The average summer temperature (June through August) was for example a record-setting 8.2 oC at the southeast coastal site Tasiilaq in the period of record (PoR) beginning in 1895. The summer value was 2.3 oC above the 1981-2010 average. Records were also set at Narsarsuaq in the south and Danmarkshavn in the northeast of the island.
The spring season (March through May) was record warm at Kangerlussuaq southwest Greenland with 6.7 oC above average in the PoR that began in 1949, at Aasiaat central west Greenland with 6.0 oC above average in the PoR since 1951, and at Summit with 4.8 oC above average since 1987. The month of April was record warm at six of the 14 sites with the largest anomaly at Upernavik with 8.2 oC above average since 1873.
The data comes from the 14 weather stations in Greenland maintained by the Danish Meteorological Institute (DMI).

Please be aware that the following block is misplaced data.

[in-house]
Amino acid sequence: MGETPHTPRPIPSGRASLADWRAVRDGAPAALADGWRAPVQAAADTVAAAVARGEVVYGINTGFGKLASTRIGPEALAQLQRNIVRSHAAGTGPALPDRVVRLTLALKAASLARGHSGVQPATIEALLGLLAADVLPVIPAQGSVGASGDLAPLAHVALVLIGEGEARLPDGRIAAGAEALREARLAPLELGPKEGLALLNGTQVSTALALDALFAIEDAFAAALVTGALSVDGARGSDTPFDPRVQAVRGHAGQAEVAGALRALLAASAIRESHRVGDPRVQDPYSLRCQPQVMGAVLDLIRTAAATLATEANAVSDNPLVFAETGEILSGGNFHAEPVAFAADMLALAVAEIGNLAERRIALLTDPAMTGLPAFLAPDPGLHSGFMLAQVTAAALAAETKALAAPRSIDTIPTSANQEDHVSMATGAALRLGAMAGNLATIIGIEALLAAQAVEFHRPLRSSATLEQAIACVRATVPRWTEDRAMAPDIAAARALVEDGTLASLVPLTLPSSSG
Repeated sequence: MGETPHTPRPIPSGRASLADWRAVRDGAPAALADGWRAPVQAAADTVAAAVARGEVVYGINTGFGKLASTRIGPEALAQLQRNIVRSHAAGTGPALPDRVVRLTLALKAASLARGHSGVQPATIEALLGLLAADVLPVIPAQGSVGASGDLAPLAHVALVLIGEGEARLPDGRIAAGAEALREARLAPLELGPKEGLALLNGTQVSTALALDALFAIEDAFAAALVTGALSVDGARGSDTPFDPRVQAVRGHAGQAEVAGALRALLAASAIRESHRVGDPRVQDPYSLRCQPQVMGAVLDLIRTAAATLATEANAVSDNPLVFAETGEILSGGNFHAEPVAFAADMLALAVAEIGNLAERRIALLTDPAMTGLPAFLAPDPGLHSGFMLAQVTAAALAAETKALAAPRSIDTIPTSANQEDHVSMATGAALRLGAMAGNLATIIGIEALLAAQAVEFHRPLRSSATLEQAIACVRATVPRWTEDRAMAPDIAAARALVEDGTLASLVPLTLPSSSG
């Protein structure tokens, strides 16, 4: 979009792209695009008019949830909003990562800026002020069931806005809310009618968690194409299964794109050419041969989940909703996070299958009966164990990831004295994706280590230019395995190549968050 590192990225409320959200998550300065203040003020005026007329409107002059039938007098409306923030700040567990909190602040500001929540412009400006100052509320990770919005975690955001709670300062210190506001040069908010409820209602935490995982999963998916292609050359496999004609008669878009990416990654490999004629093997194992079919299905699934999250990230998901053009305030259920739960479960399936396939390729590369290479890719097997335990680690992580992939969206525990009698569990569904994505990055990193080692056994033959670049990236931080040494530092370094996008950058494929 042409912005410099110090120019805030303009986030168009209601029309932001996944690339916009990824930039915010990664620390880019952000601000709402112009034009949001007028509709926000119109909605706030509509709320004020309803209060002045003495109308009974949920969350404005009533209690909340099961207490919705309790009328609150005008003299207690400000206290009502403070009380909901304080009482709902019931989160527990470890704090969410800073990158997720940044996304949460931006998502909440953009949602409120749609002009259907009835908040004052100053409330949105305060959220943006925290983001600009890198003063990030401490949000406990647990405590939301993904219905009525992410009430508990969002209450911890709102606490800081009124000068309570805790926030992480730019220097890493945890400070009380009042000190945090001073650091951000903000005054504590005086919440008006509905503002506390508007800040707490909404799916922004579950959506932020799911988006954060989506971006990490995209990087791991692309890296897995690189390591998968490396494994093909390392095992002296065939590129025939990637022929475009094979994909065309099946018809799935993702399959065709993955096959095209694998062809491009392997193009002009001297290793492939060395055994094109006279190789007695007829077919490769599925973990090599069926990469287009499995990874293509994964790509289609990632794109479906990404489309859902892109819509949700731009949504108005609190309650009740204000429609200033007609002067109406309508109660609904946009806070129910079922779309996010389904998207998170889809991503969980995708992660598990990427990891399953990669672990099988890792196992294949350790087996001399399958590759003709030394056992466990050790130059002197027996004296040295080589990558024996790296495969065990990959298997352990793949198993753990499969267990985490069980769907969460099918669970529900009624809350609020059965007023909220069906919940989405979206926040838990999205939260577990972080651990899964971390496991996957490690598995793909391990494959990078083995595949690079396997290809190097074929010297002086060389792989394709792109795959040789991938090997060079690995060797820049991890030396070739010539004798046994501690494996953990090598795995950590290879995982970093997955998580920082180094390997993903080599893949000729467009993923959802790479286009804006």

"Indeed a lot of warm weather many places in Greenland" says John Cappelen, Senior Climatologist at Danish Meteorological Institute (DMI), which processed the data.
Responsible for the statistics here, Jason Box, Research Professor at The Geological Survey of Denmark and Greenland (GEUS), adds:
"This collection of data offers new and robust evidence that the Arctic warming trend is continuing and it comes as no surprise. The impacts include further net loss of glacier ice resulting not just in rising sea level, but I also expect stronger storms due to the increasing cold and fresh water delivery to the North Atlantic, and also the additional input of nutrients could affect ocean biological productivity including fishing industries and how much carbon the sea can absorb."
John Cappelen, Senior Climatologist, Danish Meteorological Institute
Telephone: (+45) 3915 7585
Jason Box, Research Professor, The Geological Survey of Denmark and Greenland (GEUS)
Telephone: (+45) 41145428